SALT LAKE CITY — Utah is poised to have a full complement of federal judges for the first time in more than two years.
Pending Senate approval of two nominees, the U.S. District Court in Salt Lake City will be back up to five full-time judges. But those confirmations don't come quickly.
"I feel bad for the candidates," said Mark Jones, clerk of the court. "They seemed to be able to do it faster in the past. It must just be the political environment we're in."
One of those nominees, David Nuffer, who currently works as a federal magistrate, has waited since June. The Senate, though, is expected to confirm him before it adjourns this month.
Last week, President Barack Obama nominated Salt Lake lawyer Robert J. Shelby to fill the other slot. He likely won't be up for confirmation until next spring.
"It is frustrating," said Sen. Mike Lee, R-Utah. "I wish we would have had Judge Nuffer through faster." Lee said he also intends to support Shelby.
Utah's first female federal judge, Tena Campbell, went eight days from nomination to confirmation in 1995. Less than four months has been typical of others currently on the federal bench in Utah. Appointments are for life.
Obama was slow to fill federal district and appeals court vacancies during his first year in office. Through 2010, he had appointed 62 judges, including two U.S. Supreme Court justices. He's on track to double the total this year. It could slow down again in 2012 because it's a presidential election year.
As of Wednesday, there were 80 federal judgeship vacancies and 43 nominees pending nationwide.
The federal court in Utah has operated with fewer judges since Judge Dale A. Kimball, 72, assumed senior status in November 2009. Beginning at age 65 and after 15 years of service, federal judges may take senior status, which allows them to work with a reduced caseload.
Campbell, 67, also became a senior judge in January of this year, leaving the district with three full-time judges and four senior judges, the other two being Judge Bruce Jenkins, 84, and Judge David Sam, 78.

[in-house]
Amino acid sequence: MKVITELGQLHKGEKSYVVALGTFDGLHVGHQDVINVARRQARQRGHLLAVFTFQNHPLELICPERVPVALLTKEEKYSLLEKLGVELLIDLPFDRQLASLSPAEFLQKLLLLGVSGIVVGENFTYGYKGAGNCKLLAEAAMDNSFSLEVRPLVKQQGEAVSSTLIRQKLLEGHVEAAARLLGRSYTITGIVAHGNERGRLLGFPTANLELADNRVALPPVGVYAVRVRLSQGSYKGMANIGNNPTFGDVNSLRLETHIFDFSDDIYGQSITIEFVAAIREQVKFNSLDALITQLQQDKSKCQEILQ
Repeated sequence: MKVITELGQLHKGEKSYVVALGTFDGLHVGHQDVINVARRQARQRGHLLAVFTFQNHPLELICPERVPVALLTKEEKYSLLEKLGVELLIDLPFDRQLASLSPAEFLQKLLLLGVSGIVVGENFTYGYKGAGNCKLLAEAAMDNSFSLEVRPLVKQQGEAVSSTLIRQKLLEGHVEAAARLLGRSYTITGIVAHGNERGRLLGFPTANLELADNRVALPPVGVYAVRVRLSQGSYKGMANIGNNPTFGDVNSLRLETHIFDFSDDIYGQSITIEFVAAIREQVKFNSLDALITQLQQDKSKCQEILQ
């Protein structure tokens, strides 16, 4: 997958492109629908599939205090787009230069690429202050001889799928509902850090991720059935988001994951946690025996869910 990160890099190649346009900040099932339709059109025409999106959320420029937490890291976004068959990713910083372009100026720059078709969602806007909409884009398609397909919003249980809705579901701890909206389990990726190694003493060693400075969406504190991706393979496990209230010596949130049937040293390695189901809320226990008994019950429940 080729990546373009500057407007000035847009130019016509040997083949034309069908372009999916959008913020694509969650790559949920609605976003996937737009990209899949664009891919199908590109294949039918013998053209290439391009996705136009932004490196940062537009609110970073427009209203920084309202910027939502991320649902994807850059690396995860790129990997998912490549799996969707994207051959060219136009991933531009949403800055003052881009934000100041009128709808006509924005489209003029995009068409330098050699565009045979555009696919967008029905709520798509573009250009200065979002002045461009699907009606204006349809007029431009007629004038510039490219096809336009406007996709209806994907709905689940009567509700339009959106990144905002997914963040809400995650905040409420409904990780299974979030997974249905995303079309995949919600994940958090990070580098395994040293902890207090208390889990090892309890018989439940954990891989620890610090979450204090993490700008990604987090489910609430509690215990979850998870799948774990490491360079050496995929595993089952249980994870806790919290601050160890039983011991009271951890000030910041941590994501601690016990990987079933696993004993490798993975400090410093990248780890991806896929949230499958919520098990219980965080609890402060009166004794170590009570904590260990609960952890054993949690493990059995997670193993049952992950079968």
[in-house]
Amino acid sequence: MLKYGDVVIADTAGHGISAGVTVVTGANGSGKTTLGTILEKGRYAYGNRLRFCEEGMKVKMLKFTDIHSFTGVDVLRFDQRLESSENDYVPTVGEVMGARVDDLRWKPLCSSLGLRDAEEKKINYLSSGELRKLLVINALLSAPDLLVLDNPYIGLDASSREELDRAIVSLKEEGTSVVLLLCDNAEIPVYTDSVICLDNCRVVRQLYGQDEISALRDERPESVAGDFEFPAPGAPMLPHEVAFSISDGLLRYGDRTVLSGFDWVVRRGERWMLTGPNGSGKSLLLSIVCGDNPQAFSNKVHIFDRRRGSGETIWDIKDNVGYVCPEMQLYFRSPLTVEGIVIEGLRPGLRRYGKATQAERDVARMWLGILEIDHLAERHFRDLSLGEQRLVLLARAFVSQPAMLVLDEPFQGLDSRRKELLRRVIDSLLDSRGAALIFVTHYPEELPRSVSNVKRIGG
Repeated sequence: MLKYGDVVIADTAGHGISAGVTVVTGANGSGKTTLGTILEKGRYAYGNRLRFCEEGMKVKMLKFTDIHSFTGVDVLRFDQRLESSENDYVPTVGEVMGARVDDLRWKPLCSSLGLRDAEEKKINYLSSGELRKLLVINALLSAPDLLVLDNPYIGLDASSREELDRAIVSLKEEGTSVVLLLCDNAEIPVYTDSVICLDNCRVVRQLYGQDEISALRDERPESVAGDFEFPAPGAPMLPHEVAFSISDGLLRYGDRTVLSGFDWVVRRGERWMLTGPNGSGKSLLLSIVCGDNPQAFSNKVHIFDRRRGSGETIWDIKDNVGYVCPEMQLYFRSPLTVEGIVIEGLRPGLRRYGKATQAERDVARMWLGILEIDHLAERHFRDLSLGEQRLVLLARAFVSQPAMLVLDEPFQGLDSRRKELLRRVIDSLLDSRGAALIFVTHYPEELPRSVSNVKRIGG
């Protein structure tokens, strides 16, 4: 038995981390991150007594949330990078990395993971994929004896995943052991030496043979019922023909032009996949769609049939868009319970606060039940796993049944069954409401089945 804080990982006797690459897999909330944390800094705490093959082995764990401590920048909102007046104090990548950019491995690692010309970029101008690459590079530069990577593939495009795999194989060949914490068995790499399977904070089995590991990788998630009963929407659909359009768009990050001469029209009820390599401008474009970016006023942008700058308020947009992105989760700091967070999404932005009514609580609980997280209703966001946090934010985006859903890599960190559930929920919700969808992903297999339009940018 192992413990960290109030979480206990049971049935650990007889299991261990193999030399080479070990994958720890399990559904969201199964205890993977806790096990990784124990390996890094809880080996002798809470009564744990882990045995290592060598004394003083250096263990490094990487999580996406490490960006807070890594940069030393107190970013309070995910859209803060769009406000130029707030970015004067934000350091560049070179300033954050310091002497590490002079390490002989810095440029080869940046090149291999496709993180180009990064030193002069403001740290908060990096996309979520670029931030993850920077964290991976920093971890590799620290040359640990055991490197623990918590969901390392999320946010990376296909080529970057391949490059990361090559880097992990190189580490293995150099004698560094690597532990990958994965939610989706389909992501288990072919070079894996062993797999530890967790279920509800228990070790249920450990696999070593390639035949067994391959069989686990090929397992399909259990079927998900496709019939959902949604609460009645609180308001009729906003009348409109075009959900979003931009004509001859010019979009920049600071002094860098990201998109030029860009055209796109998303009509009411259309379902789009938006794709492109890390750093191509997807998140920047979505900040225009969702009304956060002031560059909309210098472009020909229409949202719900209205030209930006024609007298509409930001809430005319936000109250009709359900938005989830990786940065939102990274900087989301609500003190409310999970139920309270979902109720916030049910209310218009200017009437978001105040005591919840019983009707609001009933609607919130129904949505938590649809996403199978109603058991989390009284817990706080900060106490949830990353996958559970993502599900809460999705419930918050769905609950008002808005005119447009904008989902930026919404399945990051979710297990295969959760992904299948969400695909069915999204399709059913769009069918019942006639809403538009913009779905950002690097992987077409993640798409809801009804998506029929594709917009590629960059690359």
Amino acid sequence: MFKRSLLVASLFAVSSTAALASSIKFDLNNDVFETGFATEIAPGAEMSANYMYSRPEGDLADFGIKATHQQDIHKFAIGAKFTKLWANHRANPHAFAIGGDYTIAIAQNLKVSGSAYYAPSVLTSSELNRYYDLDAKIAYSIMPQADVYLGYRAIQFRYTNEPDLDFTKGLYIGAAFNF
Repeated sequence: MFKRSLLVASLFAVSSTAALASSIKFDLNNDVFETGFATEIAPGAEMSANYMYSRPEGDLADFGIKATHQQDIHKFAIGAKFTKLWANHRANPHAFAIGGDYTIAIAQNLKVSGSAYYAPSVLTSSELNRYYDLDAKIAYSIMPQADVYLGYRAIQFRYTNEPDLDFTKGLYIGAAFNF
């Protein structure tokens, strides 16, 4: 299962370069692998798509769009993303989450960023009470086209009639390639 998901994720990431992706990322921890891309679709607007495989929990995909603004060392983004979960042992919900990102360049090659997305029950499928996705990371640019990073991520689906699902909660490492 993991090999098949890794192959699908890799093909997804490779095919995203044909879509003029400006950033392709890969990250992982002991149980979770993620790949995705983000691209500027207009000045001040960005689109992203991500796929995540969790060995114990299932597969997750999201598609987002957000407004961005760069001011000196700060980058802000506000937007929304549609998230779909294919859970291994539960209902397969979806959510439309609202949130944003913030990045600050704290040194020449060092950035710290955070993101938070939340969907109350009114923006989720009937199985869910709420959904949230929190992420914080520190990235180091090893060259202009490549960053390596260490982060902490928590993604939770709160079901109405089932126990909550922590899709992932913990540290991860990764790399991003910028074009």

Sen. Orrin Hatch, R-Utah, recommended both Nuffer, who would replace Kimball, and Shelby, who would succeed Campbell. He advanced other names last year that the White House rejected before settling on Nuffer.
Hatch, a former Senate Judiciary Committee chairman, looks for candidates with an eye toward getting them through the White House and the Senate, which currently are controlled by Democrats.
“Ultimately it’s the president’s choice to select a nominee, but my goal for the federal bench in Utah is always to find highly qualified men and women who are well-respected in the legal community and who can get smoothly confirmed. The process from recommending candidates to confirming nominees can be long and sometimes unpredictable, but it has produced distinguished jurists for Utah who are impartially committed to the rule of law," he said.
Former federal judge Paul Cassell said Nuffer and Shelby are well qualified for the job. "I don't think either of them is going to be controversial in any way," said Cassell, now a University of Utah law professor.
As the court has operated with fewer full-time judges, the number of civil and criminal cases shot up dramatically. Civil cases increased 15 percent in 2009, while criminal cases rose 23.5 percent in 2010. District judges shifted some of their caseloads to five magistrates whose primarily duty is to handle misdemeanor crimes.
"I think it puts a lot of stress on the system when you don't have your full complement of judges," Cassell said, noting criminal cases take priority due to defendants' right to a speedy trial.
Lee said that has affected the court's ability to mete out justice.
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